One position that demonstrates that mission is the customer service specialist, who will “serve as the primary point of contact for persons inquiring about disaster assistance,” according to the FEMA website.
The duties for this position will also include “assisting disaster victims, processing claim requests for disaster assistance, and providing information regarding available programs to individuals applying for disaster assistance.”
The agency is also opening up positions in its “reservist” program. The “temporary, on-call and intermittent” positions include duties ranging from hazard mitigation and remediation to historic preservation to financial management.
The agency will be announcing new job postings as they become available.
Looking for a gig that incorporates your love for children and traveling? One family is on the hunt for a nanny who can keep an eye on their children and four homes, including one in Atlanta and three international locations.
This month, a London couple posted an opening on childcare.co.uk for a full-time, live-in nanny who would be responsible for caring for four kids ages 2 to 15 for six days a week from 7 a.m. to 8 p.m.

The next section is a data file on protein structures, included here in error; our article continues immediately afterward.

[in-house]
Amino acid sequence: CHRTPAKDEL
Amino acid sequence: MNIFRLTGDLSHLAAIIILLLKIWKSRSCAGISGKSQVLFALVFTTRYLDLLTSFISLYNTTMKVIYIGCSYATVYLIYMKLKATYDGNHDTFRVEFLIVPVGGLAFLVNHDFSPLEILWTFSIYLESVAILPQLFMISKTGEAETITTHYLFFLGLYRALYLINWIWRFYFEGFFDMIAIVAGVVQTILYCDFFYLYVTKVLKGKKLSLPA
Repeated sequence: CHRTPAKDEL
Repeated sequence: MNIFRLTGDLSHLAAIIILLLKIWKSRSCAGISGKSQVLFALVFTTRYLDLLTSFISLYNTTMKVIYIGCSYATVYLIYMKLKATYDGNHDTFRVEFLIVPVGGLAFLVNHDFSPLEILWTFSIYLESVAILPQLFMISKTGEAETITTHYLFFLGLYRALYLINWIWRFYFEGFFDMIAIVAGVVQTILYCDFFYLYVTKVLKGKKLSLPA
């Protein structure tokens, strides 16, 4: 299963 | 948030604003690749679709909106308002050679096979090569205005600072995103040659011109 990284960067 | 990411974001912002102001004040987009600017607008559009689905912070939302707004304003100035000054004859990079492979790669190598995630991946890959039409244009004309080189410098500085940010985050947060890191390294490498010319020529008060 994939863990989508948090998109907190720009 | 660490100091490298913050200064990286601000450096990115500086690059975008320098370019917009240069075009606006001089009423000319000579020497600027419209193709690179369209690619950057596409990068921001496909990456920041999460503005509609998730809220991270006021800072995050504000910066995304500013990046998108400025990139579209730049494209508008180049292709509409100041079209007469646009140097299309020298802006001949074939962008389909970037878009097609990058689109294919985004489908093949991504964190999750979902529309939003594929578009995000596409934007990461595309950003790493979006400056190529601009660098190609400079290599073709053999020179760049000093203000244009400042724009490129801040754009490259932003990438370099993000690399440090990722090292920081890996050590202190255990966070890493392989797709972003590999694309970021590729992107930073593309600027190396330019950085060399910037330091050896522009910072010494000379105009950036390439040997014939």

“I feel it is best to be upfront – the role is demanding,” the ad reads. But if you fit the bill, the job comes with some incredible perks.
It pays nearly $129,000 a year and requires the person to maintain the family’s four houses - located in London, Barbados, Cape Town and Atlanta. Additionally, the candidate must participate in the children’s home-school sessions; eat with them at every meal, which will be cooked by a Michelin star chef; and take them to various daily appointments.
To do so, the nanny will have access to the family’s cars including a Porsche, Range Rover and Maserati, so a clean U.K. driving record is a must.
But the couple isn’t seeking the average babysitter. They need a nanny with no children. They must also have a child psychology degree, self-defense training and a minimum of 15 years of nanny experience. The kids must also like the applicant.
They also noted that binge drinking or drug taking “will not be tolerated.”
So far the couple has received more than 300 applications and are encouraging people to apply only if they are qualified.
“If you do not have ALL the necessary qualifications, skills and experience for the role then we would politely request that you do not even bother making an application as it is a waste of our time and yours,” they wrote.